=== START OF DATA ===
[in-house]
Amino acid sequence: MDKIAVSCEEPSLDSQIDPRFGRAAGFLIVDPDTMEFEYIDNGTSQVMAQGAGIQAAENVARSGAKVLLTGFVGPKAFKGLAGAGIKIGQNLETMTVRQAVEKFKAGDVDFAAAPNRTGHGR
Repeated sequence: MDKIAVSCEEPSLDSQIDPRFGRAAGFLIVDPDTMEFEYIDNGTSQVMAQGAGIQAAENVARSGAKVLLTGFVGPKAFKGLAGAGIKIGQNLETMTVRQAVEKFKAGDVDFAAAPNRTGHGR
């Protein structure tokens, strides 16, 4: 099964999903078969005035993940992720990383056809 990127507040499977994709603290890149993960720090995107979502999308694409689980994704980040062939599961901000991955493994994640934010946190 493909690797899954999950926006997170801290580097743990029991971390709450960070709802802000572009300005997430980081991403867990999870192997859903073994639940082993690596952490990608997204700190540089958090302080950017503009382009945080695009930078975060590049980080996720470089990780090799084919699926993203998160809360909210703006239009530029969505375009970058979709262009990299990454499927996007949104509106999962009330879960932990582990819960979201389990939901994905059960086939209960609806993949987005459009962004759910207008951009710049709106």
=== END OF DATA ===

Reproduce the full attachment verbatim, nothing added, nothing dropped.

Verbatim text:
[in-house]
Amino acid sequence: MDKIAVSCEEPSLDSQIDPRFGRAAGFLIVDPDTMEFEYIDNGTSQVMAQGAGIQAAENVARSGAKVLLTGFVGPKAFKGLAGAGIKIGQNLETMTVRQAVEKFKAGDVDFAAAPNRTGHGR
Repeated sequence: MDKIAVSCEEPSLDSQIDPRFGRAAGFLIVDPDTMEFEYIDNGTSQVMAQGAGIQAAENVARSGAKVLLTGFVGPKAFKGLAGAGIKIGQNLETMTVRQAVEKFKAGDVDFAAAPNRTGHGR
């Protein structure tokens, strides 16, 4: 099964999903078969005035993940992720990383056809 990127507040499977994709603290890149993960720090995107979502999308694409689980994704980040062939599961901000991955493994994640934010946190 493909690797899954999950926006997170801290580097743990029991971390709450960070709802802000572009300005997430980081991403867990999870192997859903073994639940082993690596952490990608997204700190540089958090302080950017503009382009945080695009930078975060590049980080996720470089990780090799084919699926993203998160809360909210703006239009530029969505375009970058979709262009990299990454499927996007949104509106999962009330879960932990582990819960979201389990939901994905059960086939209960609806993949987005459009962004759910207008951009710049709106």